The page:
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Posts Tagged digestive health

Nutrient metabolism

Certain nutrients are essential for basic bodily functions, and a wide range of health claims have been authorised by the EU in this area. They include:

Health claim ‘contributes to normal…’VitaminMineralOther
Macronutrient metabolismBiotinChromium, Zinc
*Homocysteine metabolismFolate, vitamin B12, vitamin B6Betaine, Choline
Energy-yielding metabolismPantothenic acid, vitamin B1, vitamin B2, vitamin B6, vitamin CCalcium, Copper, Iodine, Iron, Magnesium, Manganese, Phosphorus
Lipid metabolismCholine
Sulphur amino acid metabolismMolybdenum
Synthesis and metabolism of steroid hormones, vitamin D and some neurotransmittersPantothenic acid
Metabolism of ironVitamin A, vitamin B2, vitamin C
Protein and glycogen metabolismVitamin B6
Acid-base metabolismZinc
Carbohydrate metabolismZinc
Fatty acid metabolismZinc
Vitamin A metabolismZinc

*The homocysteine metabolism claims are of special interest as this involves the metabolism of homocysteine, seen as a marker for chronic illnesses such as heart disease, to methionine, a beneficial amino-acid. Vitamin B12 is necessary for this metabolism but is only present in animal products such as meat and milk, and is missing from strict vegetarian or vegan diets. This should be corrected by supplementation or foods fortified with vitamin B12.

Vitamin C enhances iron absorption by the body, and this is again important for vegetarians as plant iron is less absorbable than haem iron, which comes in the main from meat. Thus a vegetarian diet should include vitamin C rich foods.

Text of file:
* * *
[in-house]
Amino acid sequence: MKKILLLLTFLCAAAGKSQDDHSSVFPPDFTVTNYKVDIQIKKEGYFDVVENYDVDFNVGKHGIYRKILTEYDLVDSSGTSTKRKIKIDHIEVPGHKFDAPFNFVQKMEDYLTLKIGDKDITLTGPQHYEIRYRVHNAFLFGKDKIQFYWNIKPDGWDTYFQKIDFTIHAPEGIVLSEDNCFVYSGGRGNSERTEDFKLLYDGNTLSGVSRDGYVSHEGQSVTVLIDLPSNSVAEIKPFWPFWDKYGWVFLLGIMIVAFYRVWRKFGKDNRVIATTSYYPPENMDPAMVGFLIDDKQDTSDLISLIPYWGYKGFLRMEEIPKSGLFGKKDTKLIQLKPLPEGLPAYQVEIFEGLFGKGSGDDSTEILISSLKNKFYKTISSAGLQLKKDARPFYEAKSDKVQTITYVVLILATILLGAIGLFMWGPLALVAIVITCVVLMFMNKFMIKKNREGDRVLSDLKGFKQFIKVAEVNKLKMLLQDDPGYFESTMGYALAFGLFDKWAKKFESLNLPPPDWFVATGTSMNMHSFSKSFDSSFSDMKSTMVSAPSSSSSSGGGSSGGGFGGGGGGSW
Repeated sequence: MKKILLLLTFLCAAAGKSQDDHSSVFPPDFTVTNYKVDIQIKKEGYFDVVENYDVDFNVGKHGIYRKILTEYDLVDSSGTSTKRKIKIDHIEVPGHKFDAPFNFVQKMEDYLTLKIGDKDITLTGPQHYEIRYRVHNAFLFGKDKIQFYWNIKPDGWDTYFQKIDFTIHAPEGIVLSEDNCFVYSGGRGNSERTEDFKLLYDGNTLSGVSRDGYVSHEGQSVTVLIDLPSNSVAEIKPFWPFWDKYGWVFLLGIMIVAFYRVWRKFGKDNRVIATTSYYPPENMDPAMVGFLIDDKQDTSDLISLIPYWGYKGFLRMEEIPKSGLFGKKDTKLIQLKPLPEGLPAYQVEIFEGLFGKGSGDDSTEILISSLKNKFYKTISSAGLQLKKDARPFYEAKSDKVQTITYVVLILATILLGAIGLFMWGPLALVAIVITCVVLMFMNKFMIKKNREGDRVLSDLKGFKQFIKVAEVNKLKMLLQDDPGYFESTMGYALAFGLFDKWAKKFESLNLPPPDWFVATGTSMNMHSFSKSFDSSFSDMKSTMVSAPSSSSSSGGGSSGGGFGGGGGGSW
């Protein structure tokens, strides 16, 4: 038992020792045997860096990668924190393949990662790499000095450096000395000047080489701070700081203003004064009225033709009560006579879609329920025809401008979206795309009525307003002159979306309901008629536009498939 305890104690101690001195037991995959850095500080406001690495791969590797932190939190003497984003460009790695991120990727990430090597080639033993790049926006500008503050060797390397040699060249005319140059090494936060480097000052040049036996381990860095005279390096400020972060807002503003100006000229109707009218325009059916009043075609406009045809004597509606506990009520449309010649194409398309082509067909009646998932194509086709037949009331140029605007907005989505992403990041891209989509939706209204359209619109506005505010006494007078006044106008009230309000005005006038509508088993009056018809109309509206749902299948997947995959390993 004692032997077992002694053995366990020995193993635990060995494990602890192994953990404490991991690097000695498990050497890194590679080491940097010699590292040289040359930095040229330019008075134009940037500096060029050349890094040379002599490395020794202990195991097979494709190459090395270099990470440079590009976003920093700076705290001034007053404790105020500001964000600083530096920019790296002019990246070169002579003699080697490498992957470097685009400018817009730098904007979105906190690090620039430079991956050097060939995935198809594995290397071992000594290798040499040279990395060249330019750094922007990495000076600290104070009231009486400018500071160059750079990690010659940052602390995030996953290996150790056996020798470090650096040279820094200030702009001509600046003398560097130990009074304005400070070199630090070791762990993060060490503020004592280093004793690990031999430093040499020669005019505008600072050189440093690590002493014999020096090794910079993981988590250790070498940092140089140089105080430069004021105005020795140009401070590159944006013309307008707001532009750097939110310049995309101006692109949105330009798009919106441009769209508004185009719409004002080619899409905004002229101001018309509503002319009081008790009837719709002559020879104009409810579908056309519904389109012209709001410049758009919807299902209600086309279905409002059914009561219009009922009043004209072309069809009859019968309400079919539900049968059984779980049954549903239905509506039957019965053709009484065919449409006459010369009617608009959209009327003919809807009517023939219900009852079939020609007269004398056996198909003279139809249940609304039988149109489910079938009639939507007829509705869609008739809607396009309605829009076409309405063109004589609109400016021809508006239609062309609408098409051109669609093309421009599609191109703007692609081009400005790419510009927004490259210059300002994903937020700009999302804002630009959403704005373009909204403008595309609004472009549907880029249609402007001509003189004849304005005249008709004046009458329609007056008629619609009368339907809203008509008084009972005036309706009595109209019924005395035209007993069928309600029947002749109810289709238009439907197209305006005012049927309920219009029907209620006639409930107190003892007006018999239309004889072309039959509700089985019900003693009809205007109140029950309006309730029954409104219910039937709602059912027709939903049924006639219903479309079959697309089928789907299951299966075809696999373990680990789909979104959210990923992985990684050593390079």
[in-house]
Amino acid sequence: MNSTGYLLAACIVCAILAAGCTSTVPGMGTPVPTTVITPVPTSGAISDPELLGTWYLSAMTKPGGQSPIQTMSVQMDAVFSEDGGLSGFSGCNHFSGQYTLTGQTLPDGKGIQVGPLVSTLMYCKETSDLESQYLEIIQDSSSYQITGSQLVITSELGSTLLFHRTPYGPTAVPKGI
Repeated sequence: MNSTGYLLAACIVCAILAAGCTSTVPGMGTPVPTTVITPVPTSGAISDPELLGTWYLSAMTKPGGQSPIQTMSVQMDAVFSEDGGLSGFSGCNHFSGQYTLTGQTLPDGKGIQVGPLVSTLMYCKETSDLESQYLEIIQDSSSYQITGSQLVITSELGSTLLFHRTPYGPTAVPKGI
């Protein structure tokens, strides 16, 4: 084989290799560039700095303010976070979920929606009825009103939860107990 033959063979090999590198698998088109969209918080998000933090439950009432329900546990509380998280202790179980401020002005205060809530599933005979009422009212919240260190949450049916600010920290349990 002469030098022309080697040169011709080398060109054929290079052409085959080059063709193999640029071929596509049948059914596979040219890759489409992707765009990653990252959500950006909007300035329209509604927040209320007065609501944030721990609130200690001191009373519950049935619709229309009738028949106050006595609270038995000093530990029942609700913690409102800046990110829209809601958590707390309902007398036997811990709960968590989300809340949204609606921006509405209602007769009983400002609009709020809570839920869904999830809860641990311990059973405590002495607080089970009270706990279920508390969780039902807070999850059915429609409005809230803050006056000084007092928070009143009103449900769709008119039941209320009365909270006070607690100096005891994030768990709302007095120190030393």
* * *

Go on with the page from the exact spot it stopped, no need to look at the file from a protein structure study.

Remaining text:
The claims may be made for a single nutrient or several nutrients.

The EU Health Claims Register is dynamic in nature and should be checked for updates.

Energy and exercise

Sports nutrition is a huge and growing market, with an array of products and ingredients authorised to claim that they boost physical performance.

Energy, which is essential for stamina, is produced by the metabolism of food by the digestive system, with several vitamins and minerals involved in the process.

A total of 20 health claims have been authorised in this area and may be summarised as:-

Health claimVitaminMineralOther
Contributes to normal energy-yielding metabolismBiotin, Niacin, Pantothenic acid, vitamin B1, vitamin B2,vitamin B6, vitamin B12, vitamin C*Calcium, Copper, Iodine, Iron, Magnesium, Manganese*
Maintenance of endurance performanceCarbohydrate/electrolyte solution
Enhances water absorption during exerciseCarbohydrate/electrolyte solution
Increases physical performance in high intensity short burstsCreatine
Contributes to the maintenance of a normal immune system during/after intense exerciseVitamin C
Contributes to oxygen transport in the bodyIron
*Claims may be made for a single nutrient or several nutrients

The EU Health Claims Register is dynamic in nature and should be checked for updates

 

Fibre

Dietary fibre is essential in maintaining a healthy digestive system.

Consuming sufficient dietary fibre is essential to maintain a healthy digestive system. There are two main types of fibre – soluble and insoluble – and many different components of plants act as dietary fibres, including cellulose, lignin, beta-glucans and oligosaccharides.

Dietary fibre is essential in maintaining a healthy digestive system.Insoluble fibre passes straight through the digestive tract unchanged. Because it absorbs water on the way, it softens the stool and helps waste material pass through the intestines more quickly. Important sources include beans, lentils, whole grains and wheat bran.

Soluble fibre is not digested, but it does not pass through the body unaltered – it absorbs water to form a gel, and may be fermented by bacteria within the large intestine. Increasing the amount of soluble dietary fibre in the diet may increase the feeling of fullness, or satiety, and contribute to weight management. Sources include oats, peas, beans, lentils, fruits such as apples, oats, potatoes and some green vegetables.